During my term as Executive Director of the National Congress of American Indians (1972-1978), the organization declined to recognize the Lumbees for membership as a tribe although many of them were card-carrying Indian members on an individual basis. Over the years several Lumbee people had served in important positions on the NCAI staff.
But, as I recall, the reason their membership was declined was that the NCAI Credentials Committee, whose responsibility it was to decide on membership, would not recognize their credentials as valid; i.e. a resolution from a governing body that could be considered a tribal government.
To be sure, there were others who questioned that the Lumbee tribe did not have a language of their own, that the name Lumbee was not an Indian word, and others who presented frankly racist objection to their designation as a tribe.
At the time, NCAI had some twenty-two non-federally recognized tribes in its membership, most of them from the Northwest, and a few from the Northeast. As NCAI Director, I was called upon to testify on behalf of one of our members, the Mashpee Wampanoag of Massachusetts, in a court case in Boston. I was greatly impressed at the length they went to in keeping their history alive, including family trees of members.
In 1978, during the BIA’s effort to establish criteria for federal recognition and restoration of trust status, NCAI convened a meeting in Nashville, Tennessee, to discuss the matter and make recommendations to the BIA. Non-recognized tribes, from the South and the Northwest particularly, were invited to the meeting, as well as representatives of interested federally-recognized tribes, including several leaders who were in outright opposition to the restoration of any tribes or groups.
We held the meeting in Nashville, not as an in-your-face gesture to the United South and Eastern Tribes, among which the greatest opposition to new restoration – especially the Lumbees – was the most pronounced. But we felt that they especially needed to hear from the delegations of the non-recognized groups. And the non-recognized groups needed a forum to discuss their situation and their desire for restoration, and their long struggle to preserve their heritage in the most difficult circumstances of abandonment, racism and rejection.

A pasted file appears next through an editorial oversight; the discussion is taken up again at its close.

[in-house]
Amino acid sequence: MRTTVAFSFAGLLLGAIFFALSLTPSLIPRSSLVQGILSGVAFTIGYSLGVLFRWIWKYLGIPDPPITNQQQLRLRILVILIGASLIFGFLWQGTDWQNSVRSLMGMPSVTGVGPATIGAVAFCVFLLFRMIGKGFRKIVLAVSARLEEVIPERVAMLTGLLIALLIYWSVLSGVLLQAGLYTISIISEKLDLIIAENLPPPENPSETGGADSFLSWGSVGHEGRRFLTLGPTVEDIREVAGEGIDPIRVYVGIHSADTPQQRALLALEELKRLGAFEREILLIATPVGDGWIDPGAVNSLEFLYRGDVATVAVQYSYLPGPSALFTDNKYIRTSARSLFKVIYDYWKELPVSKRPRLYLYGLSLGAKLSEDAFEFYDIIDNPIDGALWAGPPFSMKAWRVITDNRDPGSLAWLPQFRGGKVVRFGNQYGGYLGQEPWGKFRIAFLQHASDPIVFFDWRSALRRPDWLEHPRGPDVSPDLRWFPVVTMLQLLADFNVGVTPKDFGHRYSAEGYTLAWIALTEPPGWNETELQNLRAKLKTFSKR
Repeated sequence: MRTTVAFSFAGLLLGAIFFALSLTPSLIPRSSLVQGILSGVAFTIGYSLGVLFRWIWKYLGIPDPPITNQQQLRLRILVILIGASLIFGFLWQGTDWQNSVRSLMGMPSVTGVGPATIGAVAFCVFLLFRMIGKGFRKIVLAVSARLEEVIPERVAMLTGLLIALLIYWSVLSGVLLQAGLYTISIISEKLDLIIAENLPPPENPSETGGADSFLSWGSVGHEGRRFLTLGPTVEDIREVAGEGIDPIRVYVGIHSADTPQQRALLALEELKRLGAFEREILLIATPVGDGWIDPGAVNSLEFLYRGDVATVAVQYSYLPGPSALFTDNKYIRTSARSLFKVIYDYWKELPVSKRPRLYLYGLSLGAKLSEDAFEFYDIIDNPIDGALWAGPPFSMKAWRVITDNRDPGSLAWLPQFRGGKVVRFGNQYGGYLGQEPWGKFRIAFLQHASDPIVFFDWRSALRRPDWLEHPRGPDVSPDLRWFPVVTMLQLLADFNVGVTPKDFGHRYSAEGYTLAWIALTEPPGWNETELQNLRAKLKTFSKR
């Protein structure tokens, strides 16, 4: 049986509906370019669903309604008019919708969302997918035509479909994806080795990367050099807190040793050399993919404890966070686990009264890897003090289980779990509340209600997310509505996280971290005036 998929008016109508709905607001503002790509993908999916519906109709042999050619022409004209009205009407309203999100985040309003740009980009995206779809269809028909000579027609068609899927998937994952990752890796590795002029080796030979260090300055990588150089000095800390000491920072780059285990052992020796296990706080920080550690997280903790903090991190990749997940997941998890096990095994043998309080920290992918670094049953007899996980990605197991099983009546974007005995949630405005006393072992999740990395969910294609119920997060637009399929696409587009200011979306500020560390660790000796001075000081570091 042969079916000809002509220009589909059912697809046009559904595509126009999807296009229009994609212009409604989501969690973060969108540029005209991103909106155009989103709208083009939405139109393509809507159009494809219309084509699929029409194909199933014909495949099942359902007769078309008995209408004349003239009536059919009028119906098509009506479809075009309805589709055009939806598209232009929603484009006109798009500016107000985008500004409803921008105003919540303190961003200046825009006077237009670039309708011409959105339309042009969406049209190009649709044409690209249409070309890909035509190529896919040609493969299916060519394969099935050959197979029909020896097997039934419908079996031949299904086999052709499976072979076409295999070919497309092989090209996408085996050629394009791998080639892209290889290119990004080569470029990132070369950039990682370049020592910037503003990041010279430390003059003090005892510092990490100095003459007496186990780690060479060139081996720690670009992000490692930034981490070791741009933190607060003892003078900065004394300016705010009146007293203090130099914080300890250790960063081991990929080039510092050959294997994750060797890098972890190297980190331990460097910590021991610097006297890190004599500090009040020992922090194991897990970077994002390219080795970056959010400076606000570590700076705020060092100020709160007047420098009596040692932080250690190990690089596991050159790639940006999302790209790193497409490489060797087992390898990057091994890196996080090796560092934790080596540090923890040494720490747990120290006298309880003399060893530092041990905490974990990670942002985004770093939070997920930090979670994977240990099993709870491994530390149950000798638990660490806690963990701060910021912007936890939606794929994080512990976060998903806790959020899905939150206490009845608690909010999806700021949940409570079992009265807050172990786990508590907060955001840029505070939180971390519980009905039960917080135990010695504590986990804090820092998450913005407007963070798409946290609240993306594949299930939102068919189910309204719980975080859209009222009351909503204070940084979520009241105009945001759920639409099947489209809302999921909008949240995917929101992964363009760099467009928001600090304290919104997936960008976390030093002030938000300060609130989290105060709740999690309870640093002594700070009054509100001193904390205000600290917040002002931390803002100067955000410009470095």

The meeting turned out to be a very warm gathering, and a position was drafted and adopted that satisfied both sides, and a new spirit of cooperation was felt from there on. Nevertheless, opposition to Lumbee recognition persisted.
It is time – long past time, I think – to welcome the Lumbee people into the community of federally- recognized tribes. Their struggle over many years, and their efforts to preserve their heritage is inspiring, and they should be rewarded and praised by Native Americans everywhere. Their tribe has given Indian Country leaders who have worked hard for the great causes of sovereignty and tribal self-determination, all the while being denied their due recognition as Indian people. They have worked hard, and fought for, and have earned what much of Indian Country takes for granted.
Charles E. Trimble is Oglala Lakota, born and raised on the Pine Ridge Indian
Reservation. He was principal founder of the American Indian Press Association
in 1970, and served as executive director of the National Congress of American
Indians from 1972-78. He is retired and lives in Omaha. He may be reached at
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